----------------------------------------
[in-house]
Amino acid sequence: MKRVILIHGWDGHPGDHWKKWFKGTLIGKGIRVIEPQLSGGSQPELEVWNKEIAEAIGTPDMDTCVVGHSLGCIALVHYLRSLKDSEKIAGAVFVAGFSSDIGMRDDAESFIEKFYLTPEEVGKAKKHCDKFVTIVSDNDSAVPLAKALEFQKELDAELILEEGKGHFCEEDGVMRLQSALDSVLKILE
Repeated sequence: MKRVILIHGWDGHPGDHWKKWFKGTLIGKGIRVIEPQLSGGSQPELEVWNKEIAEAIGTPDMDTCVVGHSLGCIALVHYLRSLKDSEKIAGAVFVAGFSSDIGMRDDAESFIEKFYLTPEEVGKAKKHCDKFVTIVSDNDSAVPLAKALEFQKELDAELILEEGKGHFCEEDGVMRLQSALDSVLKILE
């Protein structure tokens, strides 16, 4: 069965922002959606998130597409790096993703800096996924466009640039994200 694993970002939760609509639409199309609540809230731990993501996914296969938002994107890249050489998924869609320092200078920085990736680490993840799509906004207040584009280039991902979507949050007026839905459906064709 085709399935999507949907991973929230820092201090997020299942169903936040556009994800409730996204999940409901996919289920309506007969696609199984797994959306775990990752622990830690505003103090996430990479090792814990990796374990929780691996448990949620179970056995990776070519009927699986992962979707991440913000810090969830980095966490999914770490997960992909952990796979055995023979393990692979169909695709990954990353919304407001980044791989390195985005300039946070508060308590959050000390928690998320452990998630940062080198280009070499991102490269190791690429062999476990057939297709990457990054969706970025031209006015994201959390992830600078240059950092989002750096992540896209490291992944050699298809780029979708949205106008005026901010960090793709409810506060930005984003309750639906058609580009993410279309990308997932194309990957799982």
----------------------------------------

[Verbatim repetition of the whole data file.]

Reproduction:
[in-house]
Amino acid sequence: MKRVILIHGWDGHPGDHWKKWFKGTLIGKGIRVIEPQLSGGSQPELEVWNKEIAEAIGTPDMDTCVVGHSLGCIALVHYLRSLKDSEKIAGAVFVAGFSSDIGMRDDAESFIEKFYLTPEEVGKAKKHCDKFVTIVSDNDSAVPLAKALEFQKELDAELILEEGKGHFCEEDGVMRLQSALDSVLKILE
Repeated sequence: MKRVILIHGWDGHPGDHWKKWFKGTLIGKGIRVIEPQLSGGSQPELEVWNKEIAEAIGTPDMDTCVVGHSLGCIALVHYLRSLKDSEKIAGAVFVAGFSSDIGMRDDAESFIEKFYLTPEEVGKAKKHCDKFVTIVSDNDSAVPLAKALEFQKELDAELILEEGKGHFCEEDGVMRLQSALDSVLKILE
């Protein structure tokens, strides 16, 4: 069965922002959606998130597409790096993703800096996924466009640039994200 694993970002939760609509639409199309609540809230731990993501996914296969938002994107890249050489998924869609320092200078920085990736680490993840799509906004207040584009280039991902979507949050007026839905459906064709 085709399935999507949907991973929230820092201090997020299942169903936040556009994800409730996204999940409901996919289920309506007969696609199984797994959306775990990752622990830690505003103090996430990479090792814990990796374990929780691996448990949620179970056995990776070519009927699986992962979707991440913000810090969830980095966490999914770490997960992909952990796979055995023979393990692979169909695709990954990353919304407001980044791989390195985005300039946070508060308590959050000390928690998320452990998630940062080198280009070499991102490269190791690429062999476990057939297709990457990054969706970025031209006015994201959390992830600078240059950092989002750096992540896209490291992944050699298809780029979708949205106008005026901010960090793709409810506060930005984003309750639906058609580009993410279309990308997932194309990957799982």